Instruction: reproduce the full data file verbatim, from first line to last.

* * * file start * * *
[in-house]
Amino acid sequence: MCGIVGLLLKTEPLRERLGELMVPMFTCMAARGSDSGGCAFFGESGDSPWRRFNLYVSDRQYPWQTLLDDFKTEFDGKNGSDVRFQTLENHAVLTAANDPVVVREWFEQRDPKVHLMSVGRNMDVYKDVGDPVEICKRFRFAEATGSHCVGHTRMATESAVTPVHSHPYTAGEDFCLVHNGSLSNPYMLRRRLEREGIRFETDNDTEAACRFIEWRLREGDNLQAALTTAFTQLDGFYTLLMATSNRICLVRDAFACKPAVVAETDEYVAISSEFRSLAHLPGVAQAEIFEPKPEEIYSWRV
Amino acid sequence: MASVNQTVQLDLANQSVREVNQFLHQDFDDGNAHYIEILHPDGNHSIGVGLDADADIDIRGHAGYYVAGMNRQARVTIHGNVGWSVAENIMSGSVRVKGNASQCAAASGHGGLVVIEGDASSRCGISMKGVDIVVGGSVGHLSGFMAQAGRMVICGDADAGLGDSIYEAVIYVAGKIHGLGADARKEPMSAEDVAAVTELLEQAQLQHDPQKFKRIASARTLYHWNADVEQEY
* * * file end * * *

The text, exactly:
[in-house]
Amino acid sequence: MCGIVGLLLKTEPLRERLGELMVPMFTCMAARGSDSGGCAFFGESGDSPWRRFNLYVSDRQYPWQTLLDDFKTEFDGKNGSDVRFQTLENHAVLTAANDPVVVREWFEQRDPKVHLMSVGRNMDVYKDVGDPVEICKRFRFAEATGSHCVGHTRMATESAVTPVHSHPYTAGEDFCLVHNGSLSNPYMLRRRLEREGIRFETDNDTEAACRFIEWRLREGDNLQAALTTAFTQLDGFYTLLMATSNRICLVRDAFACKPAVVAETDEYVAISSEFRSLAHLPGVAQAEIFEPKPEEIYSWRV
Amino acid sequence: MASVNQTVQLDLANQSVREVNQFLHQDFDDGNAHYIEILHPDGNHSIGVGLDADADIDIRGHAGYYVAGMNRQARVTIHGNVGWSVAENIMSGSVRVKGNASQCAAASGHGGLVVIEGDASSRCGISMKGVDIVVGGSVGHLSGFMAQAGRMVICGDADAGLGDSIYEAVIYVAGKIHGLGADARKEPMSAEDVAAVTELLEQAQLQHDPQKFKRIASARTLYHWNADVEQEY